THREE men stood in the dust and looked up at the road sign.
'In two days we shall be in our home country,' said Tsolo.
Tsolo, Maki, and Temba had been many days on the road to the Valley of a Thousand Hills. During the day they walked in the yellow dirt beneath the sun, and at night they lit their fires beside the road and allowed their weariness to drain into the thirsting earth. They spoke little, for the horror of the place they had left remained with them.
More than four hundred of their fellow miners had died in the disaster, and after three weeks of vain efforts to reach those who had been cut off from them by the fall of rock, a funereal quiet had fallen over the workings. The silent, the sullen, the weeping, the bewildered wives and relatives, who had pressed around the fence, had gone, and in their place torn newspapers were impaled on the wire barbs by the wind. The silent winding gear cut a stark silhouette against the grey sky, and the activity of the compound became the despairing preparation for departure of a refugee transit camp.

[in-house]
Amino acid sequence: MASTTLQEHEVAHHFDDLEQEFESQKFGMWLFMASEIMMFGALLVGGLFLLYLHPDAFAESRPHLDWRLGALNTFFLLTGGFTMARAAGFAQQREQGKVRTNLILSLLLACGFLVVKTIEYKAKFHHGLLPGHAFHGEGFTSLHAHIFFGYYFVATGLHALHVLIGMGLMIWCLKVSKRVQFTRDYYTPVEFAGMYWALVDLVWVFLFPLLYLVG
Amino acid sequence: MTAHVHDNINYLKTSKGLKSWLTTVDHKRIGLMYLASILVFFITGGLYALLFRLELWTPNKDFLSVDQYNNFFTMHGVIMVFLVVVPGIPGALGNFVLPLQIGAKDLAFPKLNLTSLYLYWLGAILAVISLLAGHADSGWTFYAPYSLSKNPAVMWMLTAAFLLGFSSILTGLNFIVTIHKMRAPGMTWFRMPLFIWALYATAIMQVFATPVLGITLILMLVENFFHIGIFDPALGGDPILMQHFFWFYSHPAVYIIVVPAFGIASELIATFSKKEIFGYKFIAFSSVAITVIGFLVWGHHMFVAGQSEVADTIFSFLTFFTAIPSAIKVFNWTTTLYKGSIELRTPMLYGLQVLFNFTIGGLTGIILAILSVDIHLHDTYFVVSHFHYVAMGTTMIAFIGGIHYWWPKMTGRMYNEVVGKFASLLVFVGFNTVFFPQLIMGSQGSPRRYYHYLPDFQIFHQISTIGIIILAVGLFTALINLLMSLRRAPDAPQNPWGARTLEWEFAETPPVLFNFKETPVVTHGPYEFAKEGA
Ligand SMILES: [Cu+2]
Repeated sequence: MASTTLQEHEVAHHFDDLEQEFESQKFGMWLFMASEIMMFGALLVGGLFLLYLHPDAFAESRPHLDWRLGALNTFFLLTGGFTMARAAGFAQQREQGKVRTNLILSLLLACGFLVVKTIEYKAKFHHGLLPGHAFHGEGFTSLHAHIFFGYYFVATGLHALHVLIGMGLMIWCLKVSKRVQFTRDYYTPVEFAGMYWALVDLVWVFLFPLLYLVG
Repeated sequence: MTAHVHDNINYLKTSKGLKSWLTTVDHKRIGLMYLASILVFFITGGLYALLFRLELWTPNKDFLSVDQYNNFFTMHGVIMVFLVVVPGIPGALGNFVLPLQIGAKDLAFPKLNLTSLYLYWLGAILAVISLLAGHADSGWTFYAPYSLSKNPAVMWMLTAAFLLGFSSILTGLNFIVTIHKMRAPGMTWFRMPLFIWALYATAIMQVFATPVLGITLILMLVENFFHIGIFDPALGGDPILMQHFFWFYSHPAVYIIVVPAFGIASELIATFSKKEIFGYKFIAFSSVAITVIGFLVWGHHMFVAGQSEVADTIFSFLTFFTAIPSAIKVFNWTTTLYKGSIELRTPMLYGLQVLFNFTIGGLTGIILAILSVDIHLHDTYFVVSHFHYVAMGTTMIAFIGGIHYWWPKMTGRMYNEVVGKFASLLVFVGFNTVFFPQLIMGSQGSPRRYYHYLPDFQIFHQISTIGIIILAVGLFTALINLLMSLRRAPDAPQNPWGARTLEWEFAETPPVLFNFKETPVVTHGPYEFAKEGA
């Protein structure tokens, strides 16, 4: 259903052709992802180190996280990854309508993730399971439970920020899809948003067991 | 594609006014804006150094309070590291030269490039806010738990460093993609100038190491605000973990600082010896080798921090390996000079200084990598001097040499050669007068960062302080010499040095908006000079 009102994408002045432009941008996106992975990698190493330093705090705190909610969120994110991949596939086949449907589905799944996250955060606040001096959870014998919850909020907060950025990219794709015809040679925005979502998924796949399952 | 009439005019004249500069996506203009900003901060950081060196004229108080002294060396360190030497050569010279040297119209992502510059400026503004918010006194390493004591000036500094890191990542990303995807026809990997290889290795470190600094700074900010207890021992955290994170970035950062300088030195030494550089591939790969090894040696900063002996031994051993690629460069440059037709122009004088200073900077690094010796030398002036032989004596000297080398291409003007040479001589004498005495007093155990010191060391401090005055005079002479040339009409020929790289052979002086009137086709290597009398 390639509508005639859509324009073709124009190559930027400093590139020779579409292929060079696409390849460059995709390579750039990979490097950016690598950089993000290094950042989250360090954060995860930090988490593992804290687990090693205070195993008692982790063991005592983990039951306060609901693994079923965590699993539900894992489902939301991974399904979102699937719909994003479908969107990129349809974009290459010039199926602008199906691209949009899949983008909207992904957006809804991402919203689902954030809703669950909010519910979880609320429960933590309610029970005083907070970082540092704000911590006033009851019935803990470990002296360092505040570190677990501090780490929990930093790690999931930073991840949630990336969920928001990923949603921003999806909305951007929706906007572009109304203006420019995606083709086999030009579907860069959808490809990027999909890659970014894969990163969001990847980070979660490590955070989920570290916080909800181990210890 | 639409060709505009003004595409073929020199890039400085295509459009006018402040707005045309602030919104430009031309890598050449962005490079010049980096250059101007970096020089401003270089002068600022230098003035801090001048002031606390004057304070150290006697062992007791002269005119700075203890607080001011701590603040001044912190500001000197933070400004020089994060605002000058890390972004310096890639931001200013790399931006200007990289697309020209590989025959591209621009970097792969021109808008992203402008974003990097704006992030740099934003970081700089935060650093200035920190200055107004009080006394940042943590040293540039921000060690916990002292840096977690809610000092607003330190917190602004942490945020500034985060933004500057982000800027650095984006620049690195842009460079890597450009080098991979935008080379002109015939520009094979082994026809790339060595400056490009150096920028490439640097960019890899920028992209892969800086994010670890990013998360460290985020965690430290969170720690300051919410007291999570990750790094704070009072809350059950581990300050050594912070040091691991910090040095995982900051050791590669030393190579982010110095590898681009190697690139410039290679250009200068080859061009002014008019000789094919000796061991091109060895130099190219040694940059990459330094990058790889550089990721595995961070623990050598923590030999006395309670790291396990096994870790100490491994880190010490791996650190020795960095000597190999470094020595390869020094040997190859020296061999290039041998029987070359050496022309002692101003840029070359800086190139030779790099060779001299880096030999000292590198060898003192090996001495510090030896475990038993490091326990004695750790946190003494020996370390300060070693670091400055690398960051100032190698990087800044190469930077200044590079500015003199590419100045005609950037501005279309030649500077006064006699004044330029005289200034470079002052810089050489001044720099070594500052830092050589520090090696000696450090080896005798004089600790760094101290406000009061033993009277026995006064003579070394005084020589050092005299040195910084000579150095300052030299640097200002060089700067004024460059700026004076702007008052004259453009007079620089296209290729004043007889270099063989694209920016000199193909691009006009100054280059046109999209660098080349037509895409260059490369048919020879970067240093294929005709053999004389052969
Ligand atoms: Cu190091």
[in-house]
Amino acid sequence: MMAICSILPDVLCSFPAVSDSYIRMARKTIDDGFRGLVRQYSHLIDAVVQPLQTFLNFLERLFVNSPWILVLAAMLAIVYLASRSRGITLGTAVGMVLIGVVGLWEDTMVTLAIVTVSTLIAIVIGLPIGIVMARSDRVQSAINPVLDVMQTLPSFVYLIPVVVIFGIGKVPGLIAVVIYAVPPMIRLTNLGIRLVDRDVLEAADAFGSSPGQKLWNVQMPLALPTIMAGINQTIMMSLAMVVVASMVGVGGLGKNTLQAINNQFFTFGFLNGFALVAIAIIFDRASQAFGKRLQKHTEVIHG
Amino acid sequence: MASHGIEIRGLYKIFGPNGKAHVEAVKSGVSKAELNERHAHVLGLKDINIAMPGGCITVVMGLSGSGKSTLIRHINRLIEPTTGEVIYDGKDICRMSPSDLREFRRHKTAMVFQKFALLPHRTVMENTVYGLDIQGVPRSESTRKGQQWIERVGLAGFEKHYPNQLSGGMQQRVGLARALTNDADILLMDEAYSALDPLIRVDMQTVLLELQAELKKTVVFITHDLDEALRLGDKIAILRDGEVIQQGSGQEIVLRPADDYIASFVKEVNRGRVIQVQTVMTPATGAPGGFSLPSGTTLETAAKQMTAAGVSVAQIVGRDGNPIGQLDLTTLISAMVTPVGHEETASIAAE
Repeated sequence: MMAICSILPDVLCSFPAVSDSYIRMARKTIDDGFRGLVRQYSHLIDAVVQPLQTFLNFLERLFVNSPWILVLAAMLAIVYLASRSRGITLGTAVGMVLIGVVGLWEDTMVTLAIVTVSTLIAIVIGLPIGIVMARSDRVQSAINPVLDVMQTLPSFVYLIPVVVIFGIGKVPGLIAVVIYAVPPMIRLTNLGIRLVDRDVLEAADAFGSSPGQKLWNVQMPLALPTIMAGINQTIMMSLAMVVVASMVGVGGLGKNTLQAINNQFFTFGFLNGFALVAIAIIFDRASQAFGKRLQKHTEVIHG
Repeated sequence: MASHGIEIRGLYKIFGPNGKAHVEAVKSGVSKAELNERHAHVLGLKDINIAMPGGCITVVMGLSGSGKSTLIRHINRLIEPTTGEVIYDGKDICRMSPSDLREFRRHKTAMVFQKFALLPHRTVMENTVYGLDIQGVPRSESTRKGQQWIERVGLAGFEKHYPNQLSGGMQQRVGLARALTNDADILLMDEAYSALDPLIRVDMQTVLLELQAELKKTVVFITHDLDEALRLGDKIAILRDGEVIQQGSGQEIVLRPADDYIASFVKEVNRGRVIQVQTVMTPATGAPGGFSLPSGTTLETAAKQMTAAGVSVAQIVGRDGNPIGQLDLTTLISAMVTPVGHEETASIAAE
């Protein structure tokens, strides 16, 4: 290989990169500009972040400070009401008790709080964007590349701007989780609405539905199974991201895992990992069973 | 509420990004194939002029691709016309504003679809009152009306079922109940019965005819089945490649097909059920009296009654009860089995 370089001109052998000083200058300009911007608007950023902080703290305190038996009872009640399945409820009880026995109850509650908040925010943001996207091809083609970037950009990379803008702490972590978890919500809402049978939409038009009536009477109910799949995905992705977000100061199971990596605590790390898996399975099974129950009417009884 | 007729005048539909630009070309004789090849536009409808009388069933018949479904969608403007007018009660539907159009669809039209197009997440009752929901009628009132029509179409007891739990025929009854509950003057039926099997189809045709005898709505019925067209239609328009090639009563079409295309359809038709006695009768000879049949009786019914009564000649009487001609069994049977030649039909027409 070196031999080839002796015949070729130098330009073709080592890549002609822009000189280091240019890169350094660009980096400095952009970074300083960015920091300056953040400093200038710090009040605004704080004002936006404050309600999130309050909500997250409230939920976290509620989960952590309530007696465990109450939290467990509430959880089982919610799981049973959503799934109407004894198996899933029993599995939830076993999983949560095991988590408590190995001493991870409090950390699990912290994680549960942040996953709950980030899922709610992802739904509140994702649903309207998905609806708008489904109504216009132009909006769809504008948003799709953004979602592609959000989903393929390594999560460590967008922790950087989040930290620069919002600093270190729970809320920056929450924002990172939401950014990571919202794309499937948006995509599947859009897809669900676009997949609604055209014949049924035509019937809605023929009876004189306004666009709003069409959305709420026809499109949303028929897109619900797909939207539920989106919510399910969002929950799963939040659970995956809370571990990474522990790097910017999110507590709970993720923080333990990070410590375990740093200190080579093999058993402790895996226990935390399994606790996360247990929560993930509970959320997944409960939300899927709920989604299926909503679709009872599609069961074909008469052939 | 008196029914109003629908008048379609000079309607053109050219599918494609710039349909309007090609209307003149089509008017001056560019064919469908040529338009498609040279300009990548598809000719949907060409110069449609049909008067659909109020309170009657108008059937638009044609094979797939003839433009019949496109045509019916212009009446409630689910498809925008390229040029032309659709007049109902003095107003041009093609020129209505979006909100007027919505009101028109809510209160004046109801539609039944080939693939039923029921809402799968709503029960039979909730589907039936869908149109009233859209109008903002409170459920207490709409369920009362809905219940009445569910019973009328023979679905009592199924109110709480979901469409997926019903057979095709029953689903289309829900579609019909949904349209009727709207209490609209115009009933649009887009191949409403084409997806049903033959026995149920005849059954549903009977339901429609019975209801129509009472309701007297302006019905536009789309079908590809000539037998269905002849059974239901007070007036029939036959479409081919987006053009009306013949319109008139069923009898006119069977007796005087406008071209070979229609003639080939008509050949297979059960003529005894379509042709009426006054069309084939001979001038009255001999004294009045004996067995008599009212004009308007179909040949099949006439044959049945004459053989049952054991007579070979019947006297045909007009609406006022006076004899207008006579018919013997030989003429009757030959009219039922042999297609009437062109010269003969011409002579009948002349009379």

'The heat of this sun is heavy on our shoulders, like the burden of the white man's laws,' said Tsolo, freeing his arms and dropping his pack in the dust at his feet.
'Or like the suffering of our people at the mine,' said Maki.
'There are some things we shall not speak of,' said Tsolo.
'We will change the laws of the white man, but the suffering at the mine can never be changed.'
For a moment they were silent because it was with sadness that they remembered the suffering at the mine.
'Let us stay here for the night so that we shall be strong for the walk tomorrow,' said Temba.
’No, rather we should walk through the night because then we shall be home tomorrow evening,' said Maki.
'Now that I am almost home, my legs are strong and know no tiredness.'
'We will stay here,' said Tsolo. He led the way through a break in the fence, and they followed him into the...